We have sections on Museums and Art Galleries, Transport, Food and Drink, Places to Stay, Security, Music, Sport, Books and many more.
There are also hundreds of links to interesting articles on our blog.
To find out more visit the website
here

Exhibition Review: Lee Bul at the Hayward Gallery from 30th May to 19th August 2018


The Southbank Centre’s Hayward Gallery presents an exhibition featuring one of the most acclaimed contemporary artists from Asia, Lee Bul from South Korea.

The exhibition bring together over 100 works from the 1980s up to the present day, the artist’s early performances often included appearing in public spaces, such as airports, wearing large soft-fabric forms with appendages. Through these tactics, Lee Bul attempted to address many important issues including the oppression of women in Korean society, and the ways in which popular culture in both the East and West shapes and manipulates our understanding of ‘feminine’ beauty. 

Some of the costumes from this period are suspended from the ceiling alongside some figures from the artist’s Cyborg series that was first exhibited in New York in 1998. Whilst the artist is strongly influenced by South Korea’s political past, since 2000 she has explored utopian theories rooted in a number of areas including science fiction, folklore,  urbanism, futurism and architecture.

Crashing includes sculptural works from the Cyborg and Anagram series which question the merging of  humans and machines.

Dominating the first room is Civatis Solis II which creates a large reflective landscape with flame like lights flickering, the work is influenced by ‘City of the Sun’ written by 16th century writer Tommaso Campanella.

Room three has a seedy oversized bathtub filled with dark ink surrounded by images of snowy mountains. The work entitled Heaven and Earth (2007) references the tragic death of a student protestor who was murdered in a bathtub and the struggles of Korea to find solutions to its political problems.

Another work, Bunker (2007/12) creates a cave like sculpture in which visitors enter into a soundscape. Other works are influenced by utopian ideals of transforming more natural worlds into artificial cities, some made of fragile substances like glass.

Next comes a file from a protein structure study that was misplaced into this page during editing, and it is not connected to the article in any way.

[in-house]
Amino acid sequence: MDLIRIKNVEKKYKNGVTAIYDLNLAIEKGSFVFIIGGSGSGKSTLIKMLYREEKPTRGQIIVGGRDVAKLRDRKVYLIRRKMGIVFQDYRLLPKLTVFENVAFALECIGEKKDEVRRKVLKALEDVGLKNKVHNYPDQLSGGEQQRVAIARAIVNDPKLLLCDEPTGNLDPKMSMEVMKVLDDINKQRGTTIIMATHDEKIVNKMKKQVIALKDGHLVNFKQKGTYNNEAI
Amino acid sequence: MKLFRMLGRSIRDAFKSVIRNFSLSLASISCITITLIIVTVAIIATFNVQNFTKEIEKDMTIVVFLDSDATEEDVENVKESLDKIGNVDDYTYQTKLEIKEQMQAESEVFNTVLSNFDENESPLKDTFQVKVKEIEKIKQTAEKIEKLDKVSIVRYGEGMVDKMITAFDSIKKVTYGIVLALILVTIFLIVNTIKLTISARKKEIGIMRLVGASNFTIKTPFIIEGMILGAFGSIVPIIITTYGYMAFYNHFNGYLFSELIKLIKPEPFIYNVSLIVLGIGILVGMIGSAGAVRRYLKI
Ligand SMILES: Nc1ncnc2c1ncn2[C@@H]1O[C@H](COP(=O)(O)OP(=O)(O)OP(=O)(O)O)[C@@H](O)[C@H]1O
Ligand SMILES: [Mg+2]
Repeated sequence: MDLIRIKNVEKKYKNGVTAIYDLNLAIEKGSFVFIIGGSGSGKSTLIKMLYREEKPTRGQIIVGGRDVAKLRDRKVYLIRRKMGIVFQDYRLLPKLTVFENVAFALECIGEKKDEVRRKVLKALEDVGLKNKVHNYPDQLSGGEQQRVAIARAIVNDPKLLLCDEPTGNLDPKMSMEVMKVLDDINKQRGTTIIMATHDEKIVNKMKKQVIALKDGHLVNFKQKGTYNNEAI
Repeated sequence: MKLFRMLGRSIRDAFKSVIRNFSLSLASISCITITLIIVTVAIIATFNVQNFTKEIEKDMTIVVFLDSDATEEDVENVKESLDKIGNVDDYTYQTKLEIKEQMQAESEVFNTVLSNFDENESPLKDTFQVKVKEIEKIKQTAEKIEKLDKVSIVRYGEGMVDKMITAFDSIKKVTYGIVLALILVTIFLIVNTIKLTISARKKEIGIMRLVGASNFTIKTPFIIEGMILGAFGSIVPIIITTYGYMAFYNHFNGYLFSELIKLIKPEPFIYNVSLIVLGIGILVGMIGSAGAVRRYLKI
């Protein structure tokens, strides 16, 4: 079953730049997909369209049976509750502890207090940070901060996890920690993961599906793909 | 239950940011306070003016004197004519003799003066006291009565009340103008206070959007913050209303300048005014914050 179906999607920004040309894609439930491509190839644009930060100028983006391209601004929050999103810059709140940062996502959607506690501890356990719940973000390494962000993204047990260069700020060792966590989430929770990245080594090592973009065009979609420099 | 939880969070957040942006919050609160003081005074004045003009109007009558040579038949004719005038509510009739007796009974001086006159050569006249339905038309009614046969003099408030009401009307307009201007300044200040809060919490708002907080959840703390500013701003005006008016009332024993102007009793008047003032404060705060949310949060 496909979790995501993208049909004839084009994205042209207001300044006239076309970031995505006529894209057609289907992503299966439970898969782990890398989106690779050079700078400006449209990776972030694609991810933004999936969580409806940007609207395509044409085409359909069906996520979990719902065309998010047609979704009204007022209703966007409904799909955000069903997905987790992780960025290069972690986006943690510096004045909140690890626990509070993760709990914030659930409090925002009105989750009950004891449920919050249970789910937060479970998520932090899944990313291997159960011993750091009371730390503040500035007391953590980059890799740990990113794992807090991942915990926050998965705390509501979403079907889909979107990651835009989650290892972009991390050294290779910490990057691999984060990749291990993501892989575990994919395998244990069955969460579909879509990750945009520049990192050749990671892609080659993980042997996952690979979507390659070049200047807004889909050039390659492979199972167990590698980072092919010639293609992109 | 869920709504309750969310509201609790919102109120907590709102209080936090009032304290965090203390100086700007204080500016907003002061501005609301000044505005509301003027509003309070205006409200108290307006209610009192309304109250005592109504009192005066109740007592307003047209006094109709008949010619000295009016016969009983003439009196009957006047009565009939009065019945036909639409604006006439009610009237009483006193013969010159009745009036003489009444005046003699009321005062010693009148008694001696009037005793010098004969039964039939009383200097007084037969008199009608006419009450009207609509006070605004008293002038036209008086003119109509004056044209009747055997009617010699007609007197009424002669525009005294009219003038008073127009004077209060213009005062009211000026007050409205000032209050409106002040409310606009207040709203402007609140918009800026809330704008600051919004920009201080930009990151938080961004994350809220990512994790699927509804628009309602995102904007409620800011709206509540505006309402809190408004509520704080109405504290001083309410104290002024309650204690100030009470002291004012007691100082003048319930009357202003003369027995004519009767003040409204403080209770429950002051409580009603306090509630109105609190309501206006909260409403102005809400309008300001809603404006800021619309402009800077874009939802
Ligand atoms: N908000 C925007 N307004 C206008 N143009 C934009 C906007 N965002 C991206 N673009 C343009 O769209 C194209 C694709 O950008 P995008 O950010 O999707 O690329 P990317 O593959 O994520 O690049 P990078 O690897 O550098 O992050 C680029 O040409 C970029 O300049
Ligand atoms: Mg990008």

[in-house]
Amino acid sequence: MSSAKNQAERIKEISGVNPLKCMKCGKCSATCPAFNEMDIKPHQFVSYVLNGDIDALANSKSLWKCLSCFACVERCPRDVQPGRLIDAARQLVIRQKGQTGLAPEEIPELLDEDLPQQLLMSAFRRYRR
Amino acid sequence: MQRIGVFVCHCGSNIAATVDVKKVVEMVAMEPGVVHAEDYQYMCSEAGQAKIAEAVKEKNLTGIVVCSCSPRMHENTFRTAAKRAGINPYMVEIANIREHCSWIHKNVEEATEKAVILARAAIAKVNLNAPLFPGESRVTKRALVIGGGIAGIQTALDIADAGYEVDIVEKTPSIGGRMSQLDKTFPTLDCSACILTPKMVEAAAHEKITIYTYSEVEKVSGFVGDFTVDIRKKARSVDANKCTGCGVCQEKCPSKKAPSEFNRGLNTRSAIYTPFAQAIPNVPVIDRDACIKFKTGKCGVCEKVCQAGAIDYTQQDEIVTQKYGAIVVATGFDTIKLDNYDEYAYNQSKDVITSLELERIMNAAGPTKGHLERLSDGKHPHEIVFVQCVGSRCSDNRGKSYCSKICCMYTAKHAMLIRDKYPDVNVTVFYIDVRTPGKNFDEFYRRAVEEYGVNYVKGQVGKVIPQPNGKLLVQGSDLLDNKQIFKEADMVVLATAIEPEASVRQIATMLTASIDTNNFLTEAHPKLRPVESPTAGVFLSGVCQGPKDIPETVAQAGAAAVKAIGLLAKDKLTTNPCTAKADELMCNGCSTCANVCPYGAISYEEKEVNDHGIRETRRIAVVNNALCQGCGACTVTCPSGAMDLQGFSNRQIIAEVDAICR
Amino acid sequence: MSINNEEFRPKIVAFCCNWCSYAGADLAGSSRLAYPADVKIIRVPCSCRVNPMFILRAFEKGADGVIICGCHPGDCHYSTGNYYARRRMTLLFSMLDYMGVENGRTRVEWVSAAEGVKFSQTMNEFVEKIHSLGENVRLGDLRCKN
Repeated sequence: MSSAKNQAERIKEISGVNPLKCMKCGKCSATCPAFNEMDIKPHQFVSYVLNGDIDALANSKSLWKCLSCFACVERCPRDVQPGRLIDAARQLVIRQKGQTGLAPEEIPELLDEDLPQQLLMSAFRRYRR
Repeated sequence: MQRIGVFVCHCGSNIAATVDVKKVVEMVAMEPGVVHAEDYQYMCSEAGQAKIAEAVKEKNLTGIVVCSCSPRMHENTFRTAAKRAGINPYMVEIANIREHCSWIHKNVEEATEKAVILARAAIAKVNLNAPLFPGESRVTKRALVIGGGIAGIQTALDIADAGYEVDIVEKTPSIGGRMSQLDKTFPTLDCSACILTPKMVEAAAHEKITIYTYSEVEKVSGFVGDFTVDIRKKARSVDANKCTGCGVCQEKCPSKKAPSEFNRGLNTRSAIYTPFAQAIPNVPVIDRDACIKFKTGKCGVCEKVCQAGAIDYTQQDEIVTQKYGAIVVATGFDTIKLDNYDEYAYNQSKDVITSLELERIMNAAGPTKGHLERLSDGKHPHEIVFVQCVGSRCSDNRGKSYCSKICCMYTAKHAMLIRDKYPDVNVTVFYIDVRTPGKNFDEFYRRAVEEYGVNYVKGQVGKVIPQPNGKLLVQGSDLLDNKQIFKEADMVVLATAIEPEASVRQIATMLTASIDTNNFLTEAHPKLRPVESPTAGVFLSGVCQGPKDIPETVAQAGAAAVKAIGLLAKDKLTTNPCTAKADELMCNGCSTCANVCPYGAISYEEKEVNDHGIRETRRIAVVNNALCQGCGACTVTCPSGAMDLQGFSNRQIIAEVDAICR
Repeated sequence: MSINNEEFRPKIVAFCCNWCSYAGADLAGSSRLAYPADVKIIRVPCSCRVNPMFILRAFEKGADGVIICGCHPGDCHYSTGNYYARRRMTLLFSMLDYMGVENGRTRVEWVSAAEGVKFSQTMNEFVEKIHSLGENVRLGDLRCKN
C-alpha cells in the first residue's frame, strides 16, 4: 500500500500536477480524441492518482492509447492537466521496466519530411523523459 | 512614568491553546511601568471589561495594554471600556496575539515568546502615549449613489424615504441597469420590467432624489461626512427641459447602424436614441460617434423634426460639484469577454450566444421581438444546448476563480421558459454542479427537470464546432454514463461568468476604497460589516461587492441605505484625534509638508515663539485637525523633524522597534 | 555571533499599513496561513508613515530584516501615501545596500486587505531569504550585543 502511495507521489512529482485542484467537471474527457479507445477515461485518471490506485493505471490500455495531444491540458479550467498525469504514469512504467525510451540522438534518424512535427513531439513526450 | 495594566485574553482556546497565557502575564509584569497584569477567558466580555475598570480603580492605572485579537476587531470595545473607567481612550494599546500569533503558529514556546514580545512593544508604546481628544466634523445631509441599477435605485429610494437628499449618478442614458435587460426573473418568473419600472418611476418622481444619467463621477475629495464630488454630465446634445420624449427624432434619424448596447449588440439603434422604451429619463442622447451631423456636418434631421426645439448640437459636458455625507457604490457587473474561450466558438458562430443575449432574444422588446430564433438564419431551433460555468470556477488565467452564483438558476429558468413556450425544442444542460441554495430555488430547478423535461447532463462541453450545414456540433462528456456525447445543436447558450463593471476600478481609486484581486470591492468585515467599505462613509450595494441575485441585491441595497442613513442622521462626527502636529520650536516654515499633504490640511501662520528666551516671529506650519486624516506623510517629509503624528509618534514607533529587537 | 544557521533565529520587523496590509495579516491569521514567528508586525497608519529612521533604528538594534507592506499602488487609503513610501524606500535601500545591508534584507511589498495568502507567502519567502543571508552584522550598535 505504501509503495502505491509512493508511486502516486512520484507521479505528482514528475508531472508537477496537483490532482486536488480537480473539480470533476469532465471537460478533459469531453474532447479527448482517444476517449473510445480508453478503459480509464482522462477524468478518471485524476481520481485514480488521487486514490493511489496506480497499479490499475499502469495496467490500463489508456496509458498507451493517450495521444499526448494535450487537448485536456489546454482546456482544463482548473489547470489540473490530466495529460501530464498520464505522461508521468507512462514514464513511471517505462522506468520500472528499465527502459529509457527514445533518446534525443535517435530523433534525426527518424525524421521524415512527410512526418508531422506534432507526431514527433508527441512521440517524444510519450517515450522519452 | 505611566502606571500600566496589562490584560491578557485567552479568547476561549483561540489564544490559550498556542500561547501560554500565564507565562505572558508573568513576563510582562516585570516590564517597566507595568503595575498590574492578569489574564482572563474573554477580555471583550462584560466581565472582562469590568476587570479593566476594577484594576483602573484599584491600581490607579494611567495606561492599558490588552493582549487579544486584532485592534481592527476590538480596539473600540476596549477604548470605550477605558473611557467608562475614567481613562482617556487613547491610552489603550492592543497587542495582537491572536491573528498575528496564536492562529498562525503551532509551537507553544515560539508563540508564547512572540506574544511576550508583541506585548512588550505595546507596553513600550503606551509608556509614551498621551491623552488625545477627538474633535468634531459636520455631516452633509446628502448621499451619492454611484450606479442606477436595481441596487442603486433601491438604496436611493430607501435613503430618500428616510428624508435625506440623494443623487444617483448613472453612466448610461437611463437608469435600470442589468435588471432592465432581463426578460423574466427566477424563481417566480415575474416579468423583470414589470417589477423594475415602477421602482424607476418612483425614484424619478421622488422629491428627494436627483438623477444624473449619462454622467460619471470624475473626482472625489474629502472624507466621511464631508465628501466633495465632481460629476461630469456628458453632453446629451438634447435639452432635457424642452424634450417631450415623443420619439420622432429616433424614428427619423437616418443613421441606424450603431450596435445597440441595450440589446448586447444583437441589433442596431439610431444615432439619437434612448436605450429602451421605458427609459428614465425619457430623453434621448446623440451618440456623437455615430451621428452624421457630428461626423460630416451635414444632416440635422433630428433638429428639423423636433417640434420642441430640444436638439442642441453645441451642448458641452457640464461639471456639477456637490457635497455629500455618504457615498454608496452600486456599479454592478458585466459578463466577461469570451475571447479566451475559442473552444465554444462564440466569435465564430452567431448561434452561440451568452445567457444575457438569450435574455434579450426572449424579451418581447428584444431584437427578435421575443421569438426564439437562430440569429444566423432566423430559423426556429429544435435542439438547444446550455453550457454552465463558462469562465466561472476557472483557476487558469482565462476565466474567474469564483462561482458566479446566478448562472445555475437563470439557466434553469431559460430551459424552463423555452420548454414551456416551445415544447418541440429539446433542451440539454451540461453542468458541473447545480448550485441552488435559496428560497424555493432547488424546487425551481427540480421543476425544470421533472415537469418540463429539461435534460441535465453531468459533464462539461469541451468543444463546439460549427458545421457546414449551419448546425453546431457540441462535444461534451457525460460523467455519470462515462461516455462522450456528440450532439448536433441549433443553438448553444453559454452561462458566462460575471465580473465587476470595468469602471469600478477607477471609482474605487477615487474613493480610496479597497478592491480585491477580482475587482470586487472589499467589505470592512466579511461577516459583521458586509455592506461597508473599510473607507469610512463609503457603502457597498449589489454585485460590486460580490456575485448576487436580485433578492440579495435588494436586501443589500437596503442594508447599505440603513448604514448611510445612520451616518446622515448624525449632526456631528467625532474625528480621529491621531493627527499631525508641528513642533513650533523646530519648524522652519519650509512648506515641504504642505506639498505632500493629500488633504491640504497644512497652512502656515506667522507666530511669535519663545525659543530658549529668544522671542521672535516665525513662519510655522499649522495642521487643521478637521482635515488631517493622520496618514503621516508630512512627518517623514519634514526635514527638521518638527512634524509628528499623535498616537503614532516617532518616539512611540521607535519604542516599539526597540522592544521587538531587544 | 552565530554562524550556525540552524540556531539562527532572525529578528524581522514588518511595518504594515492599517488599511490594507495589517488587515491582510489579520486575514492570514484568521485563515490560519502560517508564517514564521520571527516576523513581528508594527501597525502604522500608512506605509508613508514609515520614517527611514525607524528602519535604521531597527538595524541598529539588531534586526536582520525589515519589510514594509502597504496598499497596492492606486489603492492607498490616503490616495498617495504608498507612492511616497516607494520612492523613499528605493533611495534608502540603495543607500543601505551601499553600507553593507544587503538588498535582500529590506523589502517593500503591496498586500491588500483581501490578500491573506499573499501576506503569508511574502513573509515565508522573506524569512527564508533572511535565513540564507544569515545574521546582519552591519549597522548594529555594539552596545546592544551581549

The theme of how technology can bring benefits but also disaster is carried on in the upstairs galleries which is dominated by Willing To Be Vulnerable (2015-16), which features a giant foil Hindenburg Zeppelin.

In the final room, the main work is Via Negativa II (2014) which is a mirrored labyrinth is which people’s appearances are fragmented in endless ways.  

This fascinating exhibition explores many strands of utopian ideas, Lee Bul’s works offer a curious collection of objects that asks the question ‘what would utopia look like?’ Many utopian writers have offered some answers but there is always the nagging doubt that rather than finding utopia it is likely to be a form of dystopia.

This utopia/dystopia paradox is one of the main themes of the exhibition and has a particular relevance for many of the questions about artificial intelligence and bioengineering that we face today. 

Visiting London Guide Rating – Highly Recommended 

For more information , visit the Southbank Centre website here

London Visitors is the official blog for the Visiting London Guide .com website. The website was developed to bring practical advice and latest up to date news and reviews of events in London.
Since our launch in January 2014, we have attracted thousands of readers each month, the site is constantly updated.
We have sections on Museums and Art Galleries, Transport, Food and Drink, Places to Stay, Security, Music, Sport, Books and many more.
There are also hundreds of links to interesting articles on our blog.
To find out more visit the website
here

Southbank Centre 2018 Visual Art Highlights

Lee Bul, Willing to be Vulnerable, 2015-16, Photo: Algirdas Bakas, Courtesy of Studio Lee Bul;

Highlights for 2018 for the Hayward Gallery, Hayward Gallery Touring and Arts Council Collection, include the first partnership with Art Night 2018, a new David Batchelor installation, iconic immersive work by Lee Bul and the first UK retrospective of Andreas Gursky.

Hayward Gallery Roof Lights, credit Richard Battye, FCB Studios;

David Batchelor’s new installation will illuminate Hayward Gallery’s iconic newly-refurbished roof lights from 22 November 2017

The Andreas Gursky retrospective will be the first exhibition to take place at Hayward Gallery since its two-year refurbishment, opening on 25 January 2018

A newly announced mid-career survey by acclaimed South Korean artist Lee Bul will open in May 2018 at Hayward Gallery spanning her iconic early work, immersive architectural installations, and new site-specific commissions.